ASS1 negativity was detected in 40% of bladder cancers as indicated by Allen et al. (2014) ADI-PEG20 was synthetically lethal in ASS1-methylated bladder cells and its exposure was associated with a marked reduction in intracellular levels of thymidine, due to suppression of both uptake and de novo synthesis. Notably, inhibition of de novo synthesis was associated with potentiation of ADI-PEG20 activity by the antifolate drug pemetrexed (Allen et al., 2014).

Renal cell carcinoma (RCC) cells treated with ADI showed a low expression level of ASS and remarkable growth retardation in a dose dependent manner. Histological examination of the tumors revealed that tumor angiogenesis and vascular endothelial growth factor (VEGF) expression were significantly diminished by ADI administration (Yoon et al., 2007).

Bowles et al. (2008) evaluated the level of ASS expression in 47 human pancreatic adenocarcinoma specimens and 20 normal pancreas biopsies. ASS expression was not detected in 41 of the 47 (87%) pancreatic adenocarcinoma specimens and was observed to varying degrees in the non-neoplastic pancreatic ductal cells (Bowles et al., 2008). ASS mRNA expression was observed at varying levels with L3.3 cell lines having the highest level of expression while MIA-PaCa-2 and PANC-1 having very low levels. All cell lines were subjected to increasing doses of PEG-ADI. Cell growth was inhibited in MIA-PaCa-2 cells, with an IC50 of 0.3 μg/mL while L3.3 cells were unaffected by a broad dose-range of PEG-ADI. The cytotoxic response of PANC-1 to PEG-ADI was very similar to that of MIA-PaCa-2, with the same IC50. The growth kinetics of the 3 pancreatic cancer cell lines was then examined after ADI treatment (0.3 μg/mL) (Bowles et al., 2008).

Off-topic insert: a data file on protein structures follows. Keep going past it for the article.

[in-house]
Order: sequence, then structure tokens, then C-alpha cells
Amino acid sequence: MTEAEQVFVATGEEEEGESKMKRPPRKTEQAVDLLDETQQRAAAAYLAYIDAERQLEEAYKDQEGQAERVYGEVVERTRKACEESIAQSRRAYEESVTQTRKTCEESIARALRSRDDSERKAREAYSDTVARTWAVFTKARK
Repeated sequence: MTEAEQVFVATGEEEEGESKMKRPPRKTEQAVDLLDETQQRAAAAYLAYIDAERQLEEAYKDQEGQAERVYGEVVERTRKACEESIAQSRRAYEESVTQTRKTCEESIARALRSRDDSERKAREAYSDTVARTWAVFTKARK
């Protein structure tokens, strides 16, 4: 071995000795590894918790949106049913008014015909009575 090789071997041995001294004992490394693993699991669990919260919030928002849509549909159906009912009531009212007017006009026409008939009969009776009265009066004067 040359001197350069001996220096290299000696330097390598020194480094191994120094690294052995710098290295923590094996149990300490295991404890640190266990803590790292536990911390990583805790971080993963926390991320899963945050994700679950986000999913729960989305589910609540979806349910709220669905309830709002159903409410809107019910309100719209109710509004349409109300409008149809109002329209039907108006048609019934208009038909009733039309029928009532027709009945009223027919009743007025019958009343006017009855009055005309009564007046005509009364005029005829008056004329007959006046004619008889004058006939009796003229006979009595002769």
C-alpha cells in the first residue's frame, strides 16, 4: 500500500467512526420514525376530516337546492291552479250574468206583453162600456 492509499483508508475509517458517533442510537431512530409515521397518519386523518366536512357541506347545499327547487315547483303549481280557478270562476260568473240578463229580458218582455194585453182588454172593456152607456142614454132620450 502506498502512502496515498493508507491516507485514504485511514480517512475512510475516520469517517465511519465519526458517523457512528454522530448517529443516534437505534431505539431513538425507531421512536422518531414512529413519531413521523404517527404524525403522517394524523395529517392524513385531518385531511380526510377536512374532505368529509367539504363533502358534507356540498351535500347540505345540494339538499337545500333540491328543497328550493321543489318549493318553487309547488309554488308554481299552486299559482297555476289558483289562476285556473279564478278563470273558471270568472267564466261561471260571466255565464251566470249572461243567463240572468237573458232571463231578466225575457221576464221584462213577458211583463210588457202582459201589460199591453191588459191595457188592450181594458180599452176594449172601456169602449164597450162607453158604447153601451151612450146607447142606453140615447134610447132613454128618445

It was also observed that the development of chemoresistance to platinum compounds in ovarian carcinomas leads to collateral appearance of arginine auxotrophy due to the downregulation of ASS (Nicholson et al., 2009), adding these tumors to the list of potential targets of arginine deprivation-based enzymotherapy. Arginine deprivation in fact depressed the activation of the signaling kinases 4E-BP1 and p70-S6k that govern the protein synthesis pathway. These kinases are downstream of mTOR (Hara et al., 1998), which also negatively controls autophagy. Shuvayeva et al. (2014) showed that combinational treatment based on arginine deprivation and an autophagy inhibitor (e.g., chloroquine, a known nontoxic antimalarial drug) can potentially be applied as a second line treatment for a subset of ovarian carcinomas deficient in ASS (Shuvayeva et al., 2014).

Results indicated that ADI-PEG20 can effectively induce cell death in prostate cancer cells with low (PC3 cells) or absent (CWR22Rv1 cells) ASS expression. The effect of ADI-PEG20 in CWR22Rv1 mouse xenografts reveals reduced tumor activity and reduced tumor growth as a monotherapy and in combination with chemotherapeutic agents such as docetaxel or autophagy inhibitors such as chloroquine. In contrast, LNCaP cells highly express ASS and are therefore resistant to both ADI-PEG20 and autophagic inhibition (Kim et al., 2009).

Recombinant human arginase (rhArg)